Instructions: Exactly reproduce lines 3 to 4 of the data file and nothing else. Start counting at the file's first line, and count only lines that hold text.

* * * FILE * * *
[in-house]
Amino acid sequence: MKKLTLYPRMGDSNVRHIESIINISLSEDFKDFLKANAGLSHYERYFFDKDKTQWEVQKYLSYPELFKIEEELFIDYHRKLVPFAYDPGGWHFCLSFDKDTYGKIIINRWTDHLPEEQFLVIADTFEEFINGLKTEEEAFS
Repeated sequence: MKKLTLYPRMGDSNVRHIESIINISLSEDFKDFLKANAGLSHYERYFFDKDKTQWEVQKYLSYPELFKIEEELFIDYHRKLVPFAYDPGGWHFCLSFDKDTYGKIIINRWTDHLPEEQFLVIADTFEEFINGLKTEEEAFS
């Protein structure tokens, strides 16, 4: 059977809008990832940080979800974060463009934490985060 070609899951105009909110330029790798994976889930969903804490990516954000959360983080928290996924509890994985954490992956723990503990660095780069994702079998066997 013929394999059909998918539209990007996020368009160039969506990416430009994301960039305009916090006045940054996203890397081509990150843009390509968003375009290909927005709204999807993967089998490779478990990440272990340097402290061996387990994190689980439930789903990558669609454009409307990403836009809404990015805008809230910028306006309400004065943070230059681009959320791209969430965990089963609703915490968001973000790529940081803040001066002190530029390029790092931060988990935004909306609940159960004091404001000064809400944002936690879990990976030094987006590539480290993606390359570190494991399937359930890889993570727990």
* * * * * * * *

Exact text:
Repeated sequence: MKKLTLYPRMGDSNVRHIESIINISLSEDFKDFLKANAGLSHYERYFFDKDKTQWEVQKYLSYPELFKIEEELFIDYHRKLVPFAYDPGGWHFCLSFDKDTYGKIIINRWTDHLPEEQFLVIADTFEEFINGLKTEEEAFS
């Protein structure tokens, strides 16, 4: 059977809008990832940080979800974060463009934490985060 070609899951105009909110330029790798994976889930969903804490990516954000959360983080928290996924509890994985954490992956723990503990660095780069994702079998066997 013929394999059909998918539209990007996020368009160039969506990416430009994301960039305009916090006045940054996203890397081509990150843009390509968003375009290909927005709204999807993967089998490779478990990440272990340097402290061996387990994190689980439930789903990558669609454009409307990403836009809404990015805008809230910028306006309400004065943070230059681009959320791209969430965990089963609703915490968001973000790529940081803040001066002190530029390029790092931060988990935004909306609940159960004091404001000064809400944002936690879990990976030094987006590539480290993606390359570190494991399937359930890889993570727990």